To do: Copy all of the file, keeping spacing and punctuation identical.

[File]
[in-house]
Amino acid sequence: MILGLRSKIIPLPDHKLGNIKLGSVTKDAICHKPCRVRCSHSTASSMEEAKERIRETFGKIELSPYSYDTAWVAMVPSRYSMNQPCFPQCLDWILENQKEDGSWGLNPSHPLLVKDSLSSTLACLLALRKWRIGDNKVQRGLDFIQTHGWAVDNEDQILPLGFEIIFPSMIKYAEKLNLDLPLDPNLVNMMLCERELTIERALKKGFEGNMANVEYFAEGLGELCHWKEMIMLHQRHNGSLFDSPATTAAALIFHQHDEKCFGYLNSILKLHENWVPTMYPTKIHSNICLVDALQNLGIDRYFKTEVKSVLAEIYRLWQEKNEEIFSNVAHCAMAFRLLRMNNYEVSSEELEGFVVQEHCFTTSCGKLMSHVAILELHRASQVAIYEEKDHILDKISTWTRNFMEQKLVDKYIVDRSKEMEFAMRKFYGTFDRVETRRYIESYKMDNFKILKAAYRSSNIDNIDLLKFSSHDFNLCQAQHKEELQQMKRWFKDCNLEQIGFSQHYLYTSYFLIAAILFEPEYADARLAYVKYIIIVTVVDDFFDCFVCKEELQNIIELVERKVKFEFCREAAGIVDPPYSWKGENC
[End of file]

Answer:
[in-house]
Amino acid sequence: MILGLRSKIIPLPDHKLGNIKLGSVTKDAICHKPCRVRCSHSTASSMEEAKERIRETFGKIELSPYSYDTAWVAMVPSRYSMNQPCFPQCLDWILENQKEDGSWGLNPSHPLLVKDSLSSTLACLLALRKWRIGDNKVQRGLDFIQTHGWAVDNEDQILPLGFEIIFPSMIKYAEKLNLDLPLDPNLVNMMLCERELTIERALKKGFEGNMANVEYFAEGLGELCHWKEMIMLHQRHNGSLFDSPATTAAALIFHQHDEKCFGYLNSILKLHENWVPTMYPTKIHSNICLVDALQNLGIDRYFKTEVKSVLAEIYRLWQEKNEEIFSNVAHCAMAFRLLRMNNYEVSSEELEGFVVQEHCFTTSCGKLMSHVAILELHRASQVAIYEEKDHILDKISTWTRNFMEQKLVDKYIVDRSKEMEFAMRKFYGTFDRVETRRYIESYKMDNFKILKAAYRSSNIDNIDLLKFSSHDFNLCQAQHKEELQQMKRWFKDCNLEQIGFSQHYLYTSYFLIAAILFEPEYADARLAYVKYIIIVTVVDDFFDCFVCKEELQNIIELVERKVKFEFCREAAGIVDPPYSWKGENC